SALEM — Residents of Friendship Drive mobile home park were worried when they were told oil could no longer be delivered to some homes in the park.
Updated federal regulations require concrete pads to be installed beneath the oil tanks outside their homes, but seven homes in the park didn’t have them. Until the pads were installed, no oil could be delivered.
The pads prevent spilled oil from leaking into the groundwater.
Thanks to a little outside assistance, those residents are now breathing a collective sigh of relief.
Pentucket Bank, the New Hampshire Community Loan Fund and Isaiah 58 Ministries teamed up to make life easier for residents of the 42-home park, located off Route 28.
Yesterday, Pentucket donated $10,000 through the Community Loan Fund to pay for the necessary work. Isaiah 58 Ministries, led by the Rev. David Yasenka of Triumphant Cross Lutheran Church, has pitched in to help as well.
The work will begin next week, Yasenka said.
“This is huge,” said resident and Friendship Drive Co-op board member Bonnie Kelledy.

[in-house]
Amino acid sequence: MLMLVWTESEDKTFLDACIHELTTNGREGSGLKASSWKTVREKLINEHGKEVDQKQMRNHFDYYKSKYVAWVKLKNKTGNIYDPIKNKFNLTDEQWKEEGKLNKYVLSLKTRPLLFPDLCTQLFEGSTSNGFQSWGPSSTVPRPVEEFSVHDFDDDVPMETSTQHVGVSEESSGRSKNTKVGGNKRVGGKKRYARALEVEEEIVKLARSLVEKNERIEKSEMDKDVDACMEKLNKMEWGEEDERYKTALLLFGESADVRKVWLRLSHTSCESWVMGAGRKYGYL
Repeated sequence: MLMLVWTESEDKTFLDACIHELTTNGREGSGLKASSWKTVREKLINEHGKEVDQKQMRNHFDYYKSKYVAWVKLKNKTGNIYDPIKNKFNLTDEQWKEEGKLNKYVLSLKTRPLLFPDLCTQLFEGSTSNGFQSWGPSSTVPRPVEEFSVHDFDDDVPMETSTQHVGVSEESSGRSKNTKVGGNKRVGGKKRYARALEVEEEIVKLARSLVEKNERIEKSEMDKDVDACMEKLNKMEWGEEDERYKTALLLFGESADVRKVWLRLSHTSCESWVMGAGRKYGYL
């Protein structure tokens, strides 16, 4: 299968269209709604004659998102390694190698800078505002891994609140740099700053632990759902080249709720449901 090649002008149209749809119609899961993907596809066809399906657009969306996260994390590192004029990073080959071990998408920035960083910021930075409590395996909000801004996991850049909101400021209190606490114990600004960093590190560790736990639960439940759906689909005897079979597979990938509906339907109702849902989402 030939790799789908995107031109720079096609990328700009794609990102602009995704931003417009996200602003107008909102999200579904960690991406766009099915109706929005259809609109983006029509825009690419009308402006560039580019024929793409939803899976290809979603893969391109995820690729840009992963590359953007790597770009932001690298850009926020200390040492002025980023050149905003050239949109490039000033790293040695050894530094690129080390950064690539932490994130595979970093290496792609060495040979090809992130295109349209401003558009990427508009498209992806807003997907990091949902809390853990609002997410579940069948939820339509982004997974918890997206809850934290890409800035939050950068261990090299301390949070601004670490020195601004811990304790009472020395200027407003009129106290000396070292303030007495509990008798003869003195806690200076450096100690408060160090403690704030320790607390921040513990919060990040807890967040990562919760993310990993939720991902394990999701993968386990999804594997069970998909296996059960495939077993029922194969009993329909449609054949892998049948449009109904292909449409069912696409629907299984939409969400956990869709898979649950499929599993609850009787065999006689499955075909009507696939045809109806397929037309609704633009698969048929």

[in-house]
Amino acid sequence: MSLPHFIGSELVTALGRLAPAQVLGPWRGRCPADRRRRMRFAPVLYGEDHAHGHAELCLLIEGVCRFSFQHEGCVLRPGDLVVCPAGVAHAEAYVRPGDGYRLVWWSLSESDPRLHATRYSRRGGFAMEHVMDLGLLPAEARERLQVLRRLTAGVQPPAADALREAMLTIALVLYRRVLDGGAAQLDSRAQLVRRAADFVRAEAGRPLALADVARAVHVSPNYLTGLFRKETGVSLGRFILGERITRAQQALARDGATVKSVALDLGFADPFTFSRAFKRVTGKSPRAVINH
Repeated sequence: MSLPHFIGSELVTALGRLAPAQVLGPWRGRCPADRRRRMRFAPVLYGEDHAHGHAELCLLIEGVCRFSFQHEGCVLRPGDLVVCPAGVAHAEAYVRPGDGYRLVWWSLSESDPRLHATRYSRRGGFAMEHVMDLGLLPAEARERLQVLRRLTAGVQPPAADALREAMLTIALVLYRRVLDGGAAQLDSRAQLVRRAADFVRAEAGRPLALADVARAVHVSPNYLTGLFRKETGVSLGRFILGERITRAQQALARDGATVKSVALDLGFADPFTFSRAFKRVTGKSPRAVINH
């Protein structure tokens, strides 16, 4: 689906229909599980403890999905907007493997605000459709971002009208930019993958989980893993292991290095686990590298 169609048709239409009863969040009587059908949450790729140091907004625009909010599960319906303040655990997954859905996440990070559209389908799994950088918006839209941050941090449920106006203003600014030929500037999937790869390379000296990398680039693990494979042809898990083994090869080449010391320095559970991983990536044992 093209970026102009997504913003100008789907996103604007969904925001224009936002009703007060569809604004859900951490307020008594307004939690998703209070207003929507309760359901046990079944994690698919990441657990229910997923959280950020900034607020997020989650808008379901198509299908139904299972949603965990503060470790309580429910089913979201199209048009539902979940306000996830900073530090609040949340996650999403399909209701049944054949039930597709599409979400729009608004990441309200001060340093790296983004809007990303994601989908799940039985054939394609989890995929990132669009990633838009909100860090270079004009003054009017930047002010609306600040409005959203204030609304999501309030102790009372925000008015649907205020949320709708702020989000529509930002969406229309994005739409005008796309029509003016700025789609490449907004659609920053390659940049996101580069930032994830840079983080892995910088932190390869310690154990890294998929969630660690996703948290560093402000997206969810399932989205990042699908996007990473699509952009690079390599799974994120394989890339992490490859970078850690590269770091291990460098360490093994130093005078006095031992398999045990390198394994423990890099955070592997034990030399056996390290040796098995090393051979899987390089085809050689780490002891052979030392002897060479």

The cooperative operates and maintains the mobile home park, renting 17 of the homes to generate the money needed for its upkeep. The other homes are privately owned.
“This gives us room to do other things we need to do, such as the roads,” Kelledy said. “It’s like getting a vacation.”
Fellow board member Pam Rothgaber agreed.
“The roads haven’t been worked on for years,” she said. “To get help like this is more than we could have asked for.”
But the most important thing is that the homes will have heat this winter, she said.
“People would have definitely been cold this winter,” Rothgarber said.
Kelledy, Rothgaber and board member Karen Brum said it’s been tough finding tenants for some of the vacant homes in the aging park, which is approximately 60 years old.